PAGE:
Last year, the IDC concluded a R3,4 billion deal to take majority ownership of Scaw Metals Group, a large diversified manufacturer of steel products for the infrastructure sector and industry. It employs 7 000 workers. It is the only producer of locomotive frames in southern Africa. When Anglo American Corporation decided to divest from the asset, we ensured that this critical national asset was placed in local hands rather than asset stripped and closed down. I am pleased to have Ms Patricia Mashigo, an artisan and production team leader at Scaw Metals Group present today, together with Group Manager, Mr Paul Zinn. [Applause.]
Scaw Metals Group operations in South Africa have a crude steel production capacity of about 600 000 tons per year. It has manufacturing operations in Canada, Australia, Italy, Namibia, Zimbabwe and Zambia, which also serve as important distribution channels for its products. A sophisticated industrial strategy, as outlined in the Industrial Policy Action Plan, requires the injection of foreign and local capital, know-how and innovation. I would like to offer a few examples of progress we are making.
Asia's largest commodities trading company, Noble Resources, is the main investor in one of two advanced soya-crushing plants under construction. In the past twelve months, the company invested about R2,2 billion in the local economy. I acknowledge the presence of Mr Ronald Jettin, the local chief executive officer, CEO, of the company who is here with us. [Applause.] Later this week I will host the senior management of the company to consider additional investment in South Africa.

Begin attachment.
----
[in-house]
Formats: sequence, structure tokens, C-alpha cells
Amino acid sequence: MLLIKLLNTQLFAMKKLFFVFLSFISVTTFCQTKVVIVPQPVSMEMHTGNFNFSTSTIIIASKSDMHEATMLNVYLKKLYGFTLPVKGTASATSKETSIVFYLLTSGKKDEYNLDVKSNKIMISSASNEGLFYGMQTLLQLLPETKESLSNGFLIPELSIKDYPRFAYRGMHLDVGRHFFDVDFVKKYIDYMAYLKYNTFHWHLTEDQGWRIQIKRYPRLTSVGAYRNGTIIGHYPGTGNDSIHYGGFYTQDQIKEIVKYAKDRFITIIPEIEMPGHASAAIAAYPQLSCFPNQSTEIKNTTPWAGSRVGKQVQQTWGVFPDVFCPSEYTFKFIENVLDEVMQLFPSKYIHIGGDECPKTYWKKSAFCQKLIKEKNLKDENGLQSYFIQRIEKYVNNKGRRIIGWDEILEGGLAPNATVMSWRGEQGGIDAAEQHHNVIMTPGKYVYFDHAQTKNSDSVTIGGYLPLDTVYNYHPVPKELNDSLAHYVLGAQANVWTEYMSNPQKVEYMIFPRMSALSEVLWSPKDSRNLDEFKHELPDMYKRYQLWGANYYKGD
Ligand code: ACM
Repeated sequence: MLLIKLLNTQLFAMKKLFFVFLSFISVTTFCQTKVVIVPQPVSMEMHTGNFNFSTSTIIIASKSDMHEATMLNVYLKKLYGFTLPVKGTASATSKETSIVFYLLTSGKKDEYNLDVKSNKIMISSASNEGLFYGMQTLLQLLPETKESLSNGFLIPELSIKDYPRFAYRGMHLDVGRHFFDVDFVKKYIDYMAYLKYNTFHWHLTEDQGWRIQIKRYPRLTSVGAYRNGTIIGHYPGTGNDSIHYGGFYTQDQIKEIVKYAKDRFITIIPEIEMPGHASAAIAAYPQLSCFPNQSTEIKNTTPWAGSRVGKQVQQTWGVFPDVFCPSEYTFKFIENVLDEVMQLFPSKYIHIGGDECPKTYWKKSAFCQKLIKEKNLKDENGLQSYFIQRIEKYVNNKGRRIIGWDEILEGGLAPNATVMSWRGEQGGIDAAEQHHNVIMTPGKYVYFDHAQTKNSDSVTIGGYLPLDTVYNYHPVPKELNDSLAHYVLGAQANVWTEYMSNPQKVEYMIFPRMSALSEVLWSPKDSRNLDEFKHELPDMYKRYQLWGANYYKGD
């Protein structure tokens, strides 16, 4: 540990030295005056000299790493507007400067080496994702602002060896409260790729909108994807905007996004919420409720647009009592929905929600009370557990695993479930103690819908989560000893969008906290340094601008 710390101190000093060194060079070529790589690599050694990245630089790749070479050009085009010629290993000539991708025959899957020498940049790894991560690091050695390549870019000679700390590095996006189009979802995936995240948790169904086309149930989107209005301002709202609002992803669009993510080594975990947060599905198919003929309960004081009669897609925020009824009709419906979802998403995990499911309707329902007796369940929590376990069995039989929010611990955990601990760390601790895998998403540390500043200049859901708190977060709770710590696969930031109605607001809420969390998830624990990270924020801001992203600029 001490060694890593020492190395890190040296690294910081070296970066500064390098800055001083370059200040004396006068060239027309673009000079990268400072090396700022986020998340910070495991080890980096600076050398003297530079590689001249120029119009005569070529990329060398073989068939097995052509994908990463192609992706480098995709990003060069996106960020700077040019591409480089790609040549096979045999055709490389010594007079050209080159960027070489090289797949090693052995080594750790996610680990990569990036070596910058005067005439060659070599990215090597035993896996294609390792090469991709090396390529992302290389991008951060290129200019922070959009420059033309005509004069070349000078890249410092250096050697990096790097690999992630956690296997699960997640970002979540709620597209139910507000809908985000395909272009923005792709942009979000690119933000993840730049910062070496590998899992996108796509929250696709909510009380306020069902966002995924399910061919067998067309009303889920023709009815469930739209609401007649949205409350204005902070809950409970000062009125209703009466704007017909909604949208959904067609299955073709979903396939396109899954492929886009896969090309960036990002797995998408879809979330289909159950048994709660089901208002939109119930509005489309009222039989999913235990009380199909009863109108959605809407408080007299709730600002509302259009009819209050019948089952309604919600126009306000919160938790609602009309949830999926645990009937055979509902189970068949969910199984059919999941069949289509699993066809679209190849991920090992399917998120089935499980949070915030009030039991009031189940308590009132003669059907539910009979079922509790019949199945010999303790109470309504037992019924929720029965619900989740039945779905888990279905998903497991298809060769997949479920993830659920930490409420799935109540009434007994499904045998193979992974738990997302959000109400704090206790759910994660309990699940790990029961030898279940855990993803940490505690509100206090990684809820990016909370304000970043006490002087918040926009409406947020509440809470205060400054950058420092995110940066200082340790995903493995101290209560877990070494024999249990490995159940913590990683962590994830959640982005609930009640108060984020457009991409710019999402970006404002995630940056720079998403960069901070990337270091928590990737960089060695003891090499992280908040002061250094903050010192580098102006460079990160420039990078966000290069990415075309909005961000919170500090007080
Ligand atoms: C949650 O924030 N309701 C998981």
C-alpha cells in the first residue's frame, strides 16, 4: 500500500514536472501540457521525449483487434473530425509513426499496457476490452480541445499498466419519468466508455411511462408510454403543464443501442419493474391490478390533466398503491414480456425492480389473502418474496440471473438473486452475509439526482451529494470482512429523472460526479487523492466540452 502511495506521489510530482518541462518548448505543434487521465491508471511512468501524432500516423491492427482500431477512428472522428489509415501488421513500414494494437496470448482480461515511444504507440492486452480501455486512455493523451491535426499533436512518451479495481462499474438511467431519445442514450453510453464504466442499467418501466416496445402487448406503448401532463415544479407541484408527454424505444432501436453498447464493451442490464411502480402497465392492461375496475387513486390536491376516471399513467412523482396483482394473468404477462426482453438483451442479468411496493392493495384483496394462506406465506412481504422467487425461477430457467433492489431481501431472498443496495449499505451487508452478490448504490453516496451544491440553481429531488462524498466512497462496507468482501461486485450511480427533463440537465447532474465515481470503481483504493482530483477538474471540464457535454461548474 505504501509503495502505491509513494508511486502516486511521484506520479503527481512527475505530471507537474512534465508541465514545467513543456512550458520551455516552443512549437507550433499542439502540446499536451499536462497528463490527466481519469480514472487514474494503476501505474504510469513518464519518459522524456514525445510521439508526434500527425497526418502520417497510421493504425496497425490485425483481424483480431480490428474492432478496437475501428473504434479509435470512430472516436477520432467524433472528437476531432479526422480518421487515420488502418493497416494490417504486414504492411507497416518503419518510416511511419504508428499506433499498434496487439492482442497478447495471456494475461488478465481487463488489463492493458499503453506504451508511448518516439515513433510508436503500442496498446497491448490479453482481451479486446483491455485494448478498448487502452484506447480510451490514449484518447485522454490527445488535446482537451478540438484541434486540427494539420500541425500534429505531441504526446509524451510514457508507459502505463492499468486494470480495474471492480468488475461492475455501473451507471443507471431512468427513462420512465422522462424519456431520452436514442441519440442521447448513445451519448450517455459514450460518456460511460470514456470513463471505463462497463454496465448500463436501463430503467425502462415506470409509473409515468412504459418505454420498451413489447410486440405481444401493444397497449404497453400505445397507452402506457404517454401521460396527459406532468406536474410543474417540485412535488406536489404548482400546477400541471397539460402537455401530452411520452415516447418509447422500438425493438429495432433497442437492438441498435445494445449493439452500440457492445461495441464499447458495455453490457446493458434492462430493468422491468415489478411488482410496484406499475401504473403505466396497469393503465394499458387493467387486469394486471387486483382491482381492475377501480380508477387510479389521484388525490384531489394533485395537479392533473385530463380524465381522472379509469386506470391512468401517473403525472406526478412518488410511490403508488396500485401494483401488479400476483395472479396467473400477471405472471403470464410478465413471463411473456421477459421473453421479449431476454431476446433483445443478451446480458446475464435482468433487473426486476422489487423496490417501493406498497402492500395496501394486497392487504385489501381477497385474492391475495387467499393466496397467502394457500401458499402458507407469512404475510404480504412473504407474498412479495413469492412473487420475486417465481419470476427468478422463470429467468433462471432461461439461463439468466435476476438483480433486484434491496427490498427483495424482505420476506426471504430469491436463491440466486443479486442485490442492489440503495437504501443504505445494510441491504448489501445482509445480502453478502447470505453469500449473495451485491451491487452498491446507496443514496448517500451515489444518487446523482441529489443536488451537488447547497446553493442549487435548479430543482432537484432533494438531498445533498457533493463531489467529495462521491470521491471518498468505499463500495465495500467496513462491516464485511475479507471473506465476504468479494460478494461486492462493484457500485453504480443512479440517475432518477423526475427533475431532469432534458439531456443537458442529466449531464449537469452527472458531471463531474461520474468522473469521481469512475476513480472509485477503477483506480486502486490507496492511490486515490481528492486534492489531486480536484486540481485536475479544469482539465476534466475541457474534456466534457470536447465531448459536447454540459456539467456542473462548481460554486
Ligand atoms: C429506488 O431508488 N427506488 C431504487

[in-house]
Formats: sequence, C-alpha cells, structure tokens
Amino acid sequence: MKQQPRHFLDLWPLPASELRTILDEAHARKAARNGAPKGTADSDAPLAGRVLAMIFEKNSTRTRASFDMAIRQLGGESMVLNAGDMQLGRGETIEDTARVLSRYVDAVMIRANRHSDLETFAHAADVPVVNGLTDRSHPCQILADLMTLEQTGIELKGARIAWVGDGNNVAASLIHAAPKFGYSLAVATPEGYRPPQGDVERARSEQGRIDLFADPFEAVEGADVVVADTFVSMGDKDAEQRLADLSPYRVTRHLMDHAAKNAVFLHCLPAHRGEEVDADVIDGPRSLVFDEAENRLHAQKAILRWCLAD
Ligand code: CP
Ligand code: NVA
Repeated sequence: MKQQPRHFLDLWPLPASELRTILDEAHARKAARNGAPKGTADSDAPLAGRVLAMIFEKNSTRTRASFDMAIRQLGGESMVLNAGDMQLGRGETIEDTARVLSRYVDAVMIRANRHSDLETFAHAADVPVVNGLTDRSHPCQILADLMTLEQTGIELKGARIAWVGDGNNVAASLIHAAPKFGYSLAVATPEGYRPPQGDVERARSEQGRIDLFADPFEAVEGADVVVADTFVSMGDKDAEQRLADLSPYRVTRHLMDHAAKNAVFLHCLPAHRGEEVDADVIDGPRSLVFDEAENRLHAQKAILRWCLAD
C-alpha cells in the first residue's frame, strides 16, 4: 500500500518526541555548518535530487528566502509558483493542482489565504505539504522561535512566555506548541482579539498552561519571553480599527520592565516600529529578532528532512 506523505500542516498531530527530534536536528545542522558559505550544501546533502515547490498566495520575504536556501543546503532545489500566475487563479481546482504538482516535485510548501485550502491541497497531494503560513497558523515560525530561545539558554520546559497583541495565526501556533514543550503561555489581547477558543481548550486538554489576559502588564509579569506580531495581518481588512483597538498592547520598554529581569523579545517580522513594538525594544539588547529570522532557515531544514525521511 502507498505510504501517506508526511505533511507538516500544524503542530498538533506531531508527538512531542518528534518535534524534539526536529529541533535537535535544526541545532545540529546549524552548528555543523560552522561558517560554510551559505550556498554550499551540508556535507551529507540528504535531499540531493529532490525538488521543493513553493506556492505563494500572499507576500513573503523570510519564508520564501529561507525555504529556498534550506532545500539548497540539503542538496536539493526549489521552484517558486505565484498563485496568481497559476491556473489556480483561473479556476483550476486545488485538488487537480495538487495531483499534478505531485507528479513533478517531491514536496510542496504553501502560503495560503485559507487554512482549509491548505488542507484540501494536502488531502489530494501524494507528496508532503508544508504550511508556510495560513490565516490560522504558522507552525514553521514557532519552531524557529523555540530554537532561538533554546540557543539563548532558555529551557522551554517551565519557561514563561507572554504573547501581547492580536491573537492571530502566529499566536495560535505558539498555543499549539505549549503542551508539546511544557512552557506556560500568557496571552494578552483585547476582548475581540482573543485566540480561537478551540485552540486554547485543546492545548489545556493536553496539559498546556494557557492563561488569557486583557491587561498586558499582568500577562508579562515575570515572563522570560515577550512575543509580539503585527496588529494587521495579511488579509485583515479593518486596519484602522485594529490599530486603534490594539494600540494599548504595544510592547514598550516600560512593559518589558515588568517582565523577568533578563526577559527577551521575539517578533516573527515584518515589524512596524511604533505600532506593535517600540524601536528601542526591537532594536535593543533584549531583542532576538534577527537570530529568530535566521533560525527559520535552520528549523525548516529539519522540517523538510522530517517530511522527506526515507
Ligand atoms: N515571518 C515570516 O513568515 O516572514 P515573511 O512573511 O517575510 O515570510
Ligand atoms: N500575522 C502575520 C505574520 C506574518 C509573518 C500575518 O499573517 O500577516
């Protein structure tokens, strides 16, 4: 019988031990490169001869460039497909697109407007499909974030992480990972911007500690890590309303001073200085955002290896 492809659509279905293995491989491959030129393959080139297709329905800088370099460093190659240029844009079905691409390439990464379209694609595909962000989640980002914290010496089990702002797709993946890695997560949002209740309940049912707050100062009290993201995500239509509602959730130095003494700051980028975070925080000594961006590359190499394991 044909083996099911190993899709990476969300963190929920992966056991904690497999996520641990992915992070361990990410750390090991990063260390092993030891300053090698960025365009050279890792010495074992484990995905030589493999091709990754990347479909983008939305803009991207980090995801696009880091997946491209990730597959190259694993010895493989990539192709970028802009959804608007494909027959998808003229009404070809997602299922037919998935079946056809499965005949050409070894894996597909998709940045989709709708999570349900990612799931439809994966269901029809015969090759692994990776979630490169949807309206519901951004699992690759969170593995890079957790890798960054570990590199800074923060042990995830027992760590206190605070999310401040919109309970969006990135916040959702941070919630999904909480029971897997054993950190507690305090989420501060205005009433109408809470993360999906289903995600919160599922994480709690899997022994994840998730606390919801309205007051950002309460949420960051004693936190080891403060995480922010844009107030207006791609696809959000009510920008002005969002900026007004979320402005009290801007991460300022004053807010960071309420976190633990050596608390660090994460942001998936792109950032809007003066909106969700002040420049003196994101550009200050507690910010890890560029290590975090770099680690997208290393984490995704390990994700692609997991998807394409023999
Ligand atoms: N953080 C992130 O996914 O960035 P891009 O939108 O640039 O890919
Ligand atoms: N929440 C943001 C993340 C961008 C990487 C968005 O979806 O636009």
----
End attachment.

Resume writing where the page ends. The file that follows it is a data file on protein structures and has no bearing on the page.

We attracted Turkish investment in the manufacturing of stoves in East London, the Defy plant, and to restart the Cape Town-based steel mill Cisco in August this year with a R250 million investment, which points to a growing appetite by investors to manufacture goods in South Africa. I would like to welcome Mr Turanli, the President of the new shareholding company of Cisco, who flew in from Turkey, and the Turkish Ambassador, Kaan Esener, who is with us today. [Applause.]
Hon members, these efforts are supported by greater beneficiation of our natural resources. In July this year, the largest manganese sinter plant in the world, backed by the IDC, will open in the town with the quaint name of Hotazel in the Northern Cape. I welcome the major shareholder, Ms Daphne Nkosi, whose company will be producing 2,4 million tons of manganese sinter for ferromanganese smelters. [Applause.]
Hon members, following public consultation, I have decided to issue a trade policy directive in terms of section 5 of the International Trade Administration Act to limit the export of scrap metal so that this resource ... [Interjections.]